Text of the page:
Letter published in The Daily Telegraph
A call to recognise and resolve the unequal impact of covid on pupils’ learning for examinations in 2021.
We write to express our growing concern about the disproportionate impact of Covid-19 on young people in our schools, particularly those preparing for public examinations in 2021. Pupils in areas most ravaged by Covid-19 face significantly greater challenges than those who have avoided repeated episodes of self-isolation, and many of these are in less advantaged areas of the country. The link between poverty and infection rate is evident.
No examination can be considered fair unless it takes into account the inequality exacerbated by this pandemic. The Government’s mandating of remote education for pupils unable to attend school means school leaders must provide continuity of learning but does not bridge the gap. However sophisticated online lessons may be, they are less effective than face-to-face teaching at school; furthermore, the disadvantaged pupils most likely to be self-isolating are the least likely to have access to the quiet learning environment, reliable technology and additional resources needed to make remote learning a success.
Recognising the unique pressures on the 2021 cohort, Ofqual has reduced subject content a little but this will not level the playing-field. Catch-up provision and access to tuition are also welcome, but account has not yet been taken of inequality deepened by coronavirus in the allocation of funding.
We can’t allow those young people already disadvantaged by an educational gap caused by deprivation to have their prospects further limited by a ‘Covid penalty’.
Examinations are competitive. Grade boundaries are adjusted to ensure parity of results between years, not to compensate for factors beyond pupils’ control. Our disadvantaged pupils, solely because they are being subjected to disruption in their schooling far greater than their peers, are increasingly less likely to achieve the high grades that will pave their progression path to prestigious sixth forms, apprenticeships and universities. This matter requires urgent mitigatory action.
Ministers have been clear that examinations will take place in 2021. We agree. However, hundreds of thousands of young people risk having their results decided by the relative fortunes of their postcode. Steps must be taken to ensure exam grades are issued fairly and to guarantee there will be no difference in the proportion of good grades awarded in areas blighted by Covid and those far less disrupted.
We believe that the Government, who have expressed a commitment to levelling-up, will take this differential loss of learning into account. For the sake of children, their families and their teachers, this confirmation is needed soon. Otherwise there will be another summer of huge upset and the futures of thousands of young people from our most vulnerable communities will be unfairly damaged.
• Cathy Anwar, Chief Executive, Summit Learning Trust
• Peter Ashworth, Chief Executive, Cidari Multi Academy Trust
• Adrian Ball, Chief Executive, Diocese of Ely Multi Academy Trust (DEMAT)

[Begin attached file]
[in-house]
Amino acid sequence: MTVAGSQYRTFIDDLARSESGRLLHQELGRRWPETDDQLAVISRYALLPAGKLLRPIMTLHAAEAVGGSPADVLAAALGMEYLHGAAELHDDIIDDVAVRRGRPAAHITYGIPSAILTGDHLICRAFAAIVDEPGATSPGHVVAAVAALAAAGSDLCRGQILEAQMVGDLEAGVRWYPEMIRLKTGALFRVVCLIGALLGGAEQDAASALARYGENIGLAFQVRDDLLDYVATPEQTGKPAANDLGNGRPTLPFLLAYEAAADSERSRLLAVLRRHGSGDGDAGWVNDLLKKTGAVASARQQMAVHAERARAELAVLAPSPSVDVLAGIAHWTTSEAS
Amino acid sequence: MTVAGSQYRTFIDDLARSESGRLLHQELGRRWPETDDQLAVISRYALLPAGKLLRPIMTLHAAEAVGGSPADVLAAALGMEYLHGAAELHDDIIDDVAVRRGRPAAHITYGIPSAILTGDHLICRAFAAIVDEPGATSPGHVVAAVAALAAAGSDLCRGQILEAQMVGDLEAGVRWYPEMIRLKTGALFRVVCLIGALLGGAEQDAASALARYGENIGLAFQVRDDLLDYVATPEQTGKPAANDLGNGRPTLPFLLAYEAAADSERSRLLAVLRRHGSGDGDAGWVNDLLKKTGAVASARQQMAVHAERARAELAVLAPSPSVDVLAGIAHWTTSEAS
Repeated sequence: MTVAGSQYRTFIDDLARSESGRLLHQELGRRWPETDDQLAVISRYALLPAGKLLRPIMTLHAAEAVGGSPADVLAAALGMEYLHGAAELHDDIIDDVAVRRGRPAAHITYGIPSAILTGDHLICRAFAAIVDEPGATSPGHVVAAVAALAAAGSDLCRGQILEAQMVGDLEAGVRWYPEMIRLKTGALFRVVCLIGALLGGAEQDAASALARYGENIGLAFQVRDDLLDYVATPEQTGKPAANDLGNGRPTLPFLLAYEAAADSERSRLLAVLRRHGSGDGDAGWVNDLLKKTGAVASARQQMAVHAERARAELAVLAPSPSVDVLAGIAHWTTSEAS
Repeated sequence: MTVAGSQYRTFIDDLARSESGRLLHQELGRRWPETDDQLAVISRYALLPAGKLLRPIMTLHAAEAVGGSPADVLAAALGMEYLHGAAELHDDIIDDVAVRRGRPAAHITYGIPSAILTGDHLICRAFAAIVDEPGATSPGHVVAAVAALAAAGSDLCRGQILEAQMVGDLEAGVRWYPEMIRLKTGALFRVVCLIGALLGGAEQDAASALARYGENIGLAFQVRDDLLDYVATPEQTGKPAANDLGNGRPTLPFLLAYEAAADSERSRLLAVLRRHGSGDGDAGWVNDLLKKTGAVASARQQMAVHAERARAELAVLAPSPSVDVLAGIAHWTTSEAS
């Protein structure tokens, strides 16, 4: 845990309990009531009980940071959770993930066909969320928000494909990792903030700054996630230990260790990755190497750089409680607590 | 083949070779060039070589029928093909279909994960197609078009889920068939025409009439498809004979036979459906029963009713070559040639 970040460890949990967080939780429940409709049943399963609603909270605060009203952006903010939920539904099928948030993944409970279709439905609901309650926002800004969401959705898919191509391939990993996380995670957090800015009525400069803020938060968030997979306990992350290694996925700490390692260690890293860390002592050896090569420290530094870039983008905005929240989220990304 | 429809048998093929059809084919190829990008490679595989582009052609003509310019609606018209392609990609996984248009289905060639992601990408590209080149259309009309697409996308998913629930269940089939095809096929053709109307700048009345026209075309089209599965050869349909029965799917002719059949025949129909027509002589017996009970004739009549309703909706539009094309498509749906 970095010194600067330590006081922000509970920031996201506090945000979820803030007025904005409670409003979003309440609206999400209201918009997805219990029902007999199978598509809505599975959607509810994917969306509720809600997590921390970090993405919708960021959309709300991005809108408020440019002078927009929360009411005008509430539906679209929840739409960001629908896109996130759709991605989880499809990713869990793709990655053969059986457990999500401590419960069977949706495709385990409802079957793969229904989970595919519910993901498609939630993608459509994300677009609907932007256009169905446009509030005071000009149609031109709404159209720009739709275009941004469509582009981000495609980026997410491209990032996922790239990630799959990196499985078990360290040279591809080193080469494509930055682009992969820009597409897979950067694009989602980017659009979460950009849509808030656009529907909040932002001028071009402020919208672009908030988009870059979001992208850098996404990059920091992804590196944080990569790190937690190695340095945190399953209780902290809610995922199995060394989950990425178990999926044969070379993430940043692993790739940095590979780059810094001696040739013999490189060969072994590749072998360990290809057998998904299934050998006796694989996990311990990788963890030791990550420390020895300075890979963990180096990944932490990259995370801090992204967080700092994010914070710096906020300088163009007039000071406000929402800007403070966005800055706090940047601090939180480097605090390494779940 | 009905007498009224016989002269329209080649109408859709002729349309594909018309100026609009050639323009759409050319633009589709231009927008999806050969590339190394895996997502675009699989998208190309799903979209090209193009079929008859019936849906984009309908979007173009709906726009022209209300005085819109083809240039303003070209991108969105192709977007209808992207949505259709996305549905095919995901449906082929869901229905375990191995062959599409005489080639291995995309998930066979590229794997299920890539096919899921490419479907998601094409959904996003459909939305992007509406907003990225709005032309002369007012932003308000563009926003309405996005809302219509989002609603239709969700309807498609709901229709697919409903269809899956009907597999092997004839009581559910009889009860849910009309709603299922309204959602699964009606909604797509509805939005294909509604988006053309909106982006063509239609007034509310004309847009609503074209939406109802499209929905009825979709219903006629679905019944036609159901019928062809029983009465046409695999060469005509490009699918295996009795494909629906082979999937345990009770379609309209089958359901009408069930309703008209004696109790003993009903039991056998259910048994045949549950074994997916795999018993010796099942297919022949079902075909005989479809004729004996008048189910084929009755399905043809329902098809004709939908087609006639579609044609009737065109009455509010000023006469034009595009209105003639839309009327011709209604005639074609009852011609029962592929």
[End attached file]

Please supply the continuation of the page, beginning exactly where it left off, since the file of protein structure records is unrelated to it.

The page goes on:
• Lynne Blomley, Chair of Lancashire Association of Secondary School Headteachers
• Diane Booth, Director of Children’s Services, Blackpool Council
• Tim Boyes, Chief Executive, Birmingham Education Partnership
• Jon Chaloner, Chief Executive, GLF Schools
• Stephen Chamberlain, Chief Executive, Active Learning Trust
• Debbie Clinton, Chief Executive, Academy Transformation Trust
• Tim Coulson, Chief Executive, Unity Schools Partnership
• Carol Dewhurst OBE, Chief Executive, Bradford Diocesan Academies Trust (BDAT)
• Mark Douglas, Strategic Director of Children’s Services, Bradford Council
• Julian Drinkall, Chief Executive, Academies Enterprise Trust
• Anita Ghidotti, Chief Executive, Pendle Education Trust
• Richard Gill CBE, Chief Executive, Arthur Terry Learning Partnership
• Nitesh Gor, Chief Executive, Avanti Schools Trust
• Lesley Gwinnett, Chief Executive, Endeavour Learning Trust
• Sajid Gulzar, Chief Executive, Prince Albert Community Trust (PACT)
• Rowena Hackwood, Chief Executive, Astrea Academy Trust
• Nick Hudson, Chief Executive, Ormiston Academies Trust
• Antony Hughes, Chief Executive, The Harmony Trust
• Lorrayne Hughes, Chief Executive, Cumbria Education Trust
• Mubaaruck Ibrahim, Chief Executive, Feversham Education Trust
• Jayne Ivory, Director of Children’s Services, Blackburn with Darwen Borough Council
• Rob McDonough, Chief Executive, East Midlands Education Trust
• Amanda Melton, Principal and Chief Executive, Nelson and Colne College
• John Murphy, Chief Executive, Oasis Community Learning
• Martyn Oliver, Chief Executive, Outwood Grange Academies Trust
• Helen O’Neil, Chief Executive, Blessed Edward Bamber Catholic Multi Academy Trust
• Adrian Packer CBE, Chief Executive, CORE Education Trust
• Hamid Patel CBE, Chief Executive, Star Academies
• Sharon Roscoe, Chief Executive, Education Partnership Trust
• Paul Smith, Chief Executive, Future Academies
• Dr John Stephens CBE, Chief Executive, Bright Futures Educational Trust
• Neil Strowger, Chief Executive, Bohunt Education Trust
• Rob Tarn, Chief Executive, Northern Education Trust
• Stephen Tierney, Chair, Headteacher’s Roundtable
• Sir John Townsley, Chief Executive, The GORSE Academies Trust
• Chris Tomlinson, Chief Executive, Co-op Academies Trust
• Sir Nick Weller, Chief Executive, Dixons Academies Trust
• Paula Worthington, Director of Education, Warrington Borough Council